Supreme Court 'Bilski' ruling doesn't rule out software, business-method patents
The Supreme Court had an easy call to make in a patent-law case and took the easy way out -- leaving problems with software and business-method patents for another court or Congress to solve.
The case in question, Bilski v. Kappos, involved an infuriating sort of intellectual-property overreach: The petitioners wanted to patent a way for companies to hedge against swings in the price of or demand for energy. This is the kind of thing that people have been doing for centuries and which, as a form of math, shouldn't deserve any patent protection.
In this case, though, the system worked. The U.S. Patent and Trademark Office rejected the original application, as did its appeals body and a federal appeals court asked to review the issue.
The Supreme Court gave this would-be patent a final thumbs-down in a 9-0 ruling. But it passed on the chance to offer broader judgments about the legal worthiness of patents on business methods and software, once widely seen as unpatentable.
Justice Anthony Kennedy's opinion (PDF) found that while earlier decisions went too far in rejecting any patent claims governing only business practices, the Bilski "invention" still flunked the test by being built solely on abstract math.
Kennedy did not find reasons to think that Congress wanted to exclude business methods or software from patents, although in one sentence he suggested there was little room for them. A 1999 law, he wrote, "does not suggest broad patentability of such claimed inventions."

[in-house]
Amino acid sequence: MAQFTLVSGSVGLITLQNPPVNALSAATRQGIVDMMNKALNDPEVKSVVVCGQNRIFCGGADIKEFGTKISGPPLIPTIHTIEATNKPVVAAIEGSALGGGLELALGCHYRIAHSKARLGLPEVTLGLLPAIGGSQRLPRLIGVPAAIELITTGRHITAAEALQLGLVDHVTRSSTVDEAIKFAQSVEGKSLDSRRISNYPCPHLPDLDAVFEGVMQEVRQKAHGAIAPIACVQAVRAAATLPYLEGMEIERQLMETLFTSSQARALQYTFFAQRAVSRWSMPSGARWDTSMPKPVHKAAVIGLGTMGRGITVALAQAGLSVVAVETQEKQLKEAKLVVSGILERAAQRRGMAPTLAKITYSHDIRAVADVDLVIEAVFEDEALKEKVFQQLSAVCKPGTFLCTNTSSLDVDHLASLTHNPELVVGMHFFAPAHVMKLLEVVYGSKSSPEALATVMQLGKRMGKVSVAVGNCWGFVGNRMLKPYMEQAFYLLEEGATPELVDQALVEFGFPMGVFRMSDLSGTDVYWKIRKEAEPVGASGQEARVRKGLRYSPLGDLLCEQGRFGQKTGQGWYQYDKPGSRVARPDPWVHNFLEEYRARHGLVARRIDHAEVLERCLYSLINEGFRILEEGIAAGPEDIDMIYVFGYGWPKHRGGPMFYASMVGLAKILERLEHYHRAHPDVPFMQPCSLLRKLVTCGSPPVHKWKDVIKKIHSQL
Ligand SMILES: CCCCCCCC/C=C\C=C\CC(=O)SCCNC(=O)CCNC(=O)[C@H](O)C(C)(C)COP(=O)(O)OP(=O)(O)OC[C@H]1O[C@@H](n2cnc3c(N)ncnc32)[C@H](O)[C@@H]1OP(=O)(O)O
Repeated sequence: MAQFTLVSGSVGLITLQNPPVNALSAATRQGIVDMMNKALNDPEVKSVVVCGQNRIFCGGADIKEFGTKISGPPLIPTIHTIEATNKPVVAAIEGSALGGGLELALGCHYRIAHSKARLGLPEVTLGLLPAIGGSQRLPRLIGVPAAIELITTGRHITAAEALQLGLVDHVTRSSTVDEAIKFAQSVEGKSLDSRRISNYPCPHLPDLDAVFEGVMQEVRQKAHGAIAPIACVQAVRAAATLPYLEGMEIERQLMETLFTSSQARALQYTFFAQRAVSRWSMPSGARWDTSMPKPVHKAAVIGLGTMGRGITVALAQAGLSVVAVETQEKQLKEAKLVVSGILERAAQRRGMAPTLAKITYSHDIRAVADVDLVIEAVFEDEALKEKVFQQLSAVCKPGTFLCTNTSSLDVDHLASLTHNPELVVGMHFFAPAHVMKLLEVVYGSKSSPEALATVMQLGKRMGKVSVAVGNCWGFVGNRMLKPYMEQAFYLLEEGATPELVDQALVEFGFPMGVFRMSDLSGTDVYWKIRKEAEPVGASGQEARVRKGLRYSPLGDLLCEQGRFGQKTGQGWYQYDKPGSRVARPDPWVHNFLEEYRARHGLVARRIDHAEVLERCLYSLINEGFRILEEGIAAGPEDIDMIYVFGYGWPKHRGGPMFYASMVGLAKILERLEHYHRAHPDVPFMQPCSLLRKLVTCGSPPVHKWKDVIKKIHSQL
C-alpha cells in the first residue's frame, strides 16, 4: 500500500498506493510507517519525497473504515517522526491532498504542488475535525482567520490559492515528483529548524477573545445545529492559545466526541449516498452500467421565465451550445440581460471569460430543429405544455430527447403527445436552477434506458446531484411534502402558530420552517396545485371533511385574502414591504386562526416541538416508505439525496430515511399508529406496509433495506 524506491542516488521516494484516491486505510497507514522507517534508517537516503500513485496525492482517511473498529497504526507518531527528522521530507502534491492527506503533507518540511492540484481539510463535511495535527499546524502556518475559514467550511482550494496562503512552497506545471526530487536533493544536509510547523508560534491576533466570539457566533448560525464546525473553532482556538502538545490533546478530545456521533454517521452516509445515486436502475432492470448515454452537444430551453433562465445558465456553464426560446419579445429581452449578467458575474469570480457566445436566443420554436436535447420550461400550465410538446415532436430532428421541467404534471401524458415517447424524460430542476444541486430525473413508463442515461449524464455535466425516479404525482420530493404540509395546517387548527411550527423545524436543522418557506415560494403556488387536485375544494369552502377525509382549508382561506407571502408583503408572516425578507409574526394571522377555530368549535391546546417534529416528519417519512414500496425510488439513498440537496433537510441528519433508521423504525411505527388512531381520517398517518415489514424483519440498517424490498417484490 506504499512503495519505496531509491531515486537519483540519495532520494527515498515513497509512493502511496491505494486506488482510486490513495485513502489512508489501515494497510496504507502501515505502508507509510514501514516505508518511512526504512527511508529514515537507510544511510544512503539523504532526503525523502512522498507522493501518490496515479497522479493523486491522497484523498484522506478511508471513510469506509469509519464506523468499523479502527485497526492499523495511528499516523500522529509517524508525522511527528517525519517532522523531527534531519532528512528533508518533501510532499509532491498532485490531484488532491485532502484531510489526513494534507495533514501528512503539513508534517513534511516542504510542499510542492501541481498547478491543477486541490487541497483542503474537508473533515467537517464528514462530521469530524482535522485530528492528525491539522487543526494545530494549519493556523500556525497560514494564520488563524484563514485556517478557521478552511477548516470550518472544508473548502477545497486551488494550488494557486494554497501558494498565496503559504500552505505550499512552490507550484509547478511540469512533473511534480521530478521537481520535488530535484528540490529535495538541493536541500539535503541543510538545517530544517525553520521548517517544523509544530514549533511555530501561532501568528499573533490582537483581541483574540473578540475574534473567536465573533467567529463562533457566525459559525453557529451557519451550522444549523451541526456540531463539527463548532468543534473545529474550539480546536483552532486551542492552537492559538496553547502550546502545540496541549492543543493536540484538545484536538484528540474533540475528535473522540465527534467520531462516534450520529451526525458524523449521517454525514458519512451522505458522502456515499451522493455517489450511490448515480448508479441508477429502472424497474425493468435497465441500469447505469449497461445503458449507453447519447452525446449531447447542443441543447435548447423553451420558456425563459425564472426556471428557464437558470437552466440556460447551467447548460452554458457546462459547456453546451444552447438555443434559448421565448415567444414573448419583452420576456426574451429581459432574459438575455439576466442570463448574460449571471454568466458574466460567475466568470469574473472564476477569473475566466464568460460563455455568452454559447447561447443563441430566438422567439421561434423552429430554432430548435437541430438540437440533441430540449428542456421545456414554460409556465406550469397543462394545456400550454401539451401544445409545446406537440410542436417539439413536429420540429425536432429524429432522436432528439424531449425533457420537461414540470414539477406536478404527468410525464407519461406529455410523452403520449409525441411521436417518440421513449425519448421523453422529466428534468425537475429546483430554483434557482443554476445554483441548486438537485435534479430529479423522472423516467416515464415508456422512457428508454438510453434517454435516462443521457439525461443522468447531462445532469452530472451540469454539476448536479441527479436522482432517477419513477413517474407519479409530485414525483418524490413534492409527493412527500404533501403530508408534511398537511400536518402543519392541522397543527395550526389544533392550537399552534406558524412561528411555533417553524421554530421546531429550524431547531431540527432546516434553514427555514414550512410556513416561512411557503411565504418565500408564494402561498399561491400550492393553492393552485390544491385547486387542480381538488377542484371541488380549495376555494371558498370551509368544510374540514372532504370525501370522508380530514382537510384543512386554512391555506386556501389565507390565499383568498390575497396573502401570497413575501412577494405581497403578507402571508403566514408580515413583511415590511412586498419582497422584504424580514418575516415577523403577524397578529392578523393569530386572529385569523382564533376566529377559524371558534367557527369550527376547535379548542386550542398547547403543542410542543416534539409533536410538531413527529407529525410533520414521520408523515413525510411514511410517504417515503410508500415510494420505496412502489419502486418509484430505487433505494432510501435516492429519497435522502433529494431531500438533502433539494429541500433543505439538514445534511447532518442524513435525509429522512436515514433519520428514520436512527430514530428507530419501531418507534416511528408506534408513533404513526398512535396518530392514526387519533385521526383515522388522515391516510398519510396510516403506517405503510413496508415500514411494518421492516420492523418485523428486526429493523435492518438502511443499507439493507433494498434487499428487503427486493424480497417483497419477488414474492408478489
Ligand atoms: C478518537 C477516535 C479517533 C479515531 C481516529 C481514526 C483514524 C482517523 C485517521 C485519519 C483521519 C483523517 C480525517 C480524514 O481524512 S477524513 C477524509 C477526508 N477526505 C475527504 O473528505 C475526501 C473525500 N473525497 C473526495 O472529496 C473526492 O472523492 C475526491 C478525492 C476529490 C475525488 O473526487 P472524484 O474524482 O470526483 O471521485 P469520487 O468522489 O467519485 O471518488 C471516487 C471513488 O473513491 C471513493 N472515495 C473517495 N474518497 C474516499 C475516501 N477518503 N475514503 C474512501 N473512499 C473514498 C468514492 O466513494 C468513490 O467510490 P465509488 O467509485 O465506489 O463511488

But if the law should be narrow in that respect, how narrow? The court did not feel compelled to resolve that -- though retiring Justice John Paul Stevens, in a concurring opinion, argued that the court should have struck down business-method and software patents in general.
The Business Software Alliance, a Washington trade group representing commercial software firms, called the ruling a "pro-innovation decision,", while open-source advocates of ending software patents sounded much less thrilled.
It's easy to see why those two sides would disagree. If you're a company with the resources to keep good intellectual-property lawyers around, you can accumulate a sizable portfolio of patents that can be used offensively, to launch patent suits against competitors, or defensively, to negotiate "cross-licensing agreement" settlements with rivals who sue first.
If, however, you're a startup company, good luck finding out whether your source code or business practices infringe on any of the ever-increasing number of patents in your field -- much less defending yourself against a larger firm's lawsuit should you do well enough to attract its attention.
(Note that many of the most questionable patents around were issued before a 2007 Supreme Court ruling that required patents to meet a higher, more sensible standard of "non-obviousness." Unfortunately, getting a flawed patent yanked is itself a less-than-obvious process.)
Does an increasingly dense thicket of patents "promote the Progress of Science and useful Arts" -- the reason the Constitution gives for issuing copyrights and patents
and trademarks? The Supreme Court didn't speak to that argument Monday.
So it looks like the only way to settle this issue -- a longtime annoyance of mine -- will be through further court rulings. Or maybe Congress will defy the usual logic of money and politics and pass patent reforms likely to hurt companies most invested in the current system. Good luck with that.
June 28, 2010; 5:28 PM ET
Categories: Policy and politics
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